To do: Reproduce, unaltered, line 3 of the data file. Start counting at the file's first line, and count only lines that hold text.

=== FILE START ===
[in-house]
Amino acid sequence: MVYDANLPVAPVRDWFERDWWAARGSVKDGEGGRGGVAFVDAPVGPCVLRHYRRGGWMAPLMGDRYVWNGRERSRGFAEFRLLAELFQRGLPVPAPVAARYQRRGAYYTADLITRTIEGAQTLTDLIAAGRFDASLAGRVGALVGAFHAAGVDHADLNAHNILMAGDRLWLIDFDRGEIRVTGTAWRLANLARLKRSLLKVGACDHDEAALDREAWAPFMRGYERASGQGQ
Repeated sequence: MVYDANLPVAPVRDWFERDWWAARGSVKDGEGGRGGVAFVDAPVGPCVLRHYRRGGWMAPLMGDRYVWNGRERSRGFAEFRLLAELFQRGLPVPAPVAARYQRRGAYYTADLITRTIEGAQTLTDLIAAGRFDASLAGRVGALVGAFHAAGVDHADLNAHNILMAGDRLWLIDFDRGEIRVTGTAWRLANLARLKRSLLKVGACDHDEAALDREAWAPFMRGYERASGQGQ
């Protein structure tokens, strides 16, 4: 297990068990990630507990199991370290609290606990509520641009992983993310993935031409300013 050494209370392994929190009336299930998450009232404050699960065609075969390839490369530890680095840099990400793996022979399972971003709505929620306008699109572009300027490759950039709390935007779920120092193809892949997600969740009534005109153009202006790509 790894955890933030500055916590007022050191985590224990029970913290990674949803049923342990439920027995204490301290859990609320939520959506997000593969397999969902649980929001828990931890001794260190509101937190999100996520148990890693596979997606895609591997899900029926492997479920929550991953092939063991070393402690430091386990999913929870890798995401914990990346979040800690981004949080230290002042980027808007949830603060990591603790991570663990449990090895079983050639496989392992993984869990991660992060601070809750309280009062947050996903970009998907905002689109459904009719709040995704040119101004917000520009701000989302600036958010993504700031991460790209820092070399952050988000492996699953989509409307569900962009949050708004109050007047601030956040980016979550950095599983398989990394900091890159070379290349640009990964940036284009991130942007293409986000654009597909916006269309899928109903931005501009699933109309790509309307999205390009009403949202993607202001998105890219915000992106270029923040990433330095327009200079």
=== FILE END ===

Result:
Repeated sequence: MVYDANLPVAPVRDWFERDWWAARGSVKDGEGGRGGVAFVDAPVGPCVLRHYRRGGWMAPLMGDRYVWNGRERSRGFAEFRLLAELFQRGLPVPAPVAARYQRRGAYYTADLITRTIEGAQTLTDLIAAGRFDASLAGRVGALVGAFHAAGVDHADLNAHNILMAGDRLWLIDFDRGEIRVTGTAWRLANLARLKRSLLKVGACDHDEAALDREAWAPFMRGYERASGQGQ